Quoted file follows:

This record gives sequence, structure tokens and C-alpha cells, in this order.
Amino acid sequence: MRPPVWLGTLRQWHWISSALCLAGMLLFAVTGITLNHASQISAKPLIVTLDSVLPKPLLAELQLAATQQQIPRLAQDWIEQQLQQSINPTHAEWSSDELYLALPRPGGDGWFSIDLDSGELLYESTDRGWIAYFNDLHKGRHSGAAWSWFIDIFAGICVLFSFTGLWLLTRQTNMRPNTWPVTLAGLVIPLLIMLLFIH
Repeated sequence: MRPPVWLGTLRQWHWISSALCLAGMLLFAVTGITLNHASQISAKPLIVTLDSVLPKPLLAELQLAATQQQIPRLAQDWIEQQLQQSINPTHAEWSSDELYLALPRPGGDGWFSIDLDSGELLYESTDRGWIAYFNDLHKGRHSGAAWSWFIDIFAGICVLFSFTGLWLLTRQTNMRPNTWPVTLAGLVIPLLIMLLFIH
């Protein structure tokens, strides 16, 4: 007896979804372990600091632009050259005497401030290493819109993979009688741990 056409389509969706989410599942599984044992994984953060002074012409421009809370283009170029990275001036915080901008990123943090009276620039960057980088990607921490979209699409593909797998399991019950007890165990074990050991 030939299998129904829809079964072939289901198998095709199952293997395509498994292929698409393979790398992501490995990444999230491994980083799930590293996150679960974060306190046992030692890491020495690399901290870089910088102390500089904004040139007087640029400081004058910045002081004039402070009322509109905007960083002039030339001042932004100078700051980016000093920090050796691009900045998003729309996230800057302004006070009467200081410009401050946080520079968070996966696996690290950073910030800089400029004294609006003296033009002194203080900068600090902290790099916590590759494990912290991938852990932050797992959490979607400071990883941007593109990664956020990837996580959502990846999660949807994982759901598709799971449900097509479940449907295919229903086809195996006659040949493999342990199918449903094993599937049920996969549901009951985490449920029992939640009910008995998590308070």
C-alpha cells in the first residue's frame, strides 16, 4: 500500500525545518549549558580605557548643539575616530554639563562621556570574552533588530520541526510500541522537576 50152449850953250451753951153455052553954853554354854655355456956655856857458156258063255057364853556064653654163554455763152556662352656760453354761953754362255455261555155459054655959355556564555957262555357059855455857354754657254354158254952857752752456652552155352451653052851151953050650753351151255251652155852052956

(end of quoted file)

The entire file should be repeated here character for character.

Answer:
This record gives sequence, structure tokens and C-alpha cells, in this order.
Amino acid sequence: MRPPVWLGTLRQWHWISSALCLAGMLLFAVTGITLNHASQISAKPLIVTLDSVLPKPLLAELQLAATQQQIPRLAQDWIEQQLQQSINPTHAEWSSDELYLALPRPGGDGWFSIDLDSGELLYESTDRGWIAYFNDLHKGRHSGAAWSWFIDIFAGICVLFSFTGLWLLTRQTNMRPNTWPVTLAGLVIPLLIMLLFIH
Repeated sequence: MRPPVWLGTLRQWHWISSALCLAGMLLFAVTGITLNHASQISAKPLIVTLDSVLPKPLLAELQLAATQQQIPRLAQDWIEQQLQQSINPTHAEWSSDELYLALPRPGGDGWFSIDLDSGELLYESTDRGWIAYFNDLHKGRHSGAAWSWFIDIFAGICVLFSFTGLWLLTRQTNMRPNTWPVTLAGLVIPLLIMLLFIH
């Protein structure tokens, strides 16, 4: 007896979804372990600091632009050259005497401030290493819109993979009688741990 056409389509969706989410599942599984044992994984953060002074012409421009809370283009170029990275001036915080901008990123943090009276620039960057980088990607921490979209699409593909797998399991019950007890165990074990050991 030939299998129904829809079964072939289901198998095709199952293997395509498994292929698409393979790398992501490995990444999230491994980083799930590293996150679960974060306190046992030692890491020495690399901290870089910088102390500089904004040139007087640029400081004058910045002081004039402070009322509109905007960083002039030339001042932004100078700051980016000093920090050796691009900045998003729309996230800057302004006070009467200081410009401050946080520079968070996966696996690290950073910030800089400029004294609006003296033009002194203080900068600090902290790099916590590759494990912290991938852990932050797992959490979607400071990883941007593109990664956020990837996580959502990846999660949807994982759901598709799971449900097509479940449907295919229903086809195996006659040949493999342990199918449903094993599937049920996969549901009951985490449920029992939640009910008995998590308070």
C-alpha cells in the first residue's frame, strides 16, 4: 500500500525545518549549558580605557548643539575616530554639563562621556570574552533588530520541526510500541522537576 50152449850953250451753951153455052553954853554354854655355456956655856857458156258063255057364853556064653654163554455763152556662352656760453354761953754362255455261555155459054655959355556564555957262555357059855455857354754657254354158254952857752752456652552155352451653052851151953050650753351151255251652155852052956